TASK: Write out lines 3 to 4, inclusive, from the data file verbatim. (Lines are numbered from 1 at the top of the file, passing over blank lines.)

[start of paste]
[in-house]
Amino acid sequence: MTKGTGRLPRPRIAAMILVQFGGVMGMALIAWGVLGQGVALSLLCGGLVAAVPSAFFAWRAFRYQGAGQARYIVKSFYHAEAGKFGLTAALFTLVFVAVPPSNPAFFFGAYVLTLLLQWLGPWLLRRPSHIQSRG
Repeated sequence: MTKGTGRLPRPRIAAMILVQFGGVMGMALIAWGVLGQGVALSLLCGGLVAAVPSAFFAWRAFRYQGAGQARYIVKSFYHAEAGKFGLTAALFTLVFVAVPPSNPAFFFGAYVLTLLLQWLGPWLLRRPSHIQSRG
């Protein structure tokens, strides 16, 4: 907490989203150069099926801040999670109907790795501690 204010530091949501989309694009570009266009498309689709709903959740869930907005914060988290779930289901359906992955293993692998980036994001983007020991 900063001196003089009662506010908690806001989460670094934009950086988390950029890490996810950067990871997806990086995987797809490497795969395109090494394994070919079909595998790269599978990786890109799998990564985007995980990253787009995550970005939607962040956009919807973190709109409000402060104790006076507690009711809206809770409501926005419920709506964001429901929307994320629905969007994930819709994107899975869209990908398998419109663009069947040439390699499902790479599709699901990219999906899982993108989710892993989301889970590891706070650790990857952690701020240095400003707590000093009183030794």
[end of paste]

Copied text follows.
Repeated sequence: MTKGTGRLPRPRIAAMILVQFGGVMGMALIAWGVLGQGVALSLLCGGLVAAVPSAFFAWRAFRYQGAGQARYIVKSFYHAEAGKFGLTAALFTLVFVAVPPSNPAFFFGAYVLTLLLQWLGPWLLRRPSHIQSRG
């Protein structure tokens, strides 16, 4: 907490989203150069099926801040999670109907790795501690 204010530091949501989309694009570009266009498309689709709903959740869930907005914060988290779930289901359906992955293993692998980036994001983007020991 900063001196003089009662506010908690806001989460670094934009950086988390950029890490996810950067990871997806990086995987797809490497795969395109090494394994070919079909595998790269599978990786890109799998990564985007995980990253787009995550970005939607962040956009919807973190709109409000402060104790006076507690009711809206809770409501926005419920709506964001429901929307994320629905969007994930819709994107899975869209990908398998419109663009069947040439390699499902790479599709699901990219999906899982993108989710892993989301889970590891706070650790990857952690701020240095400003707590000093009183030794």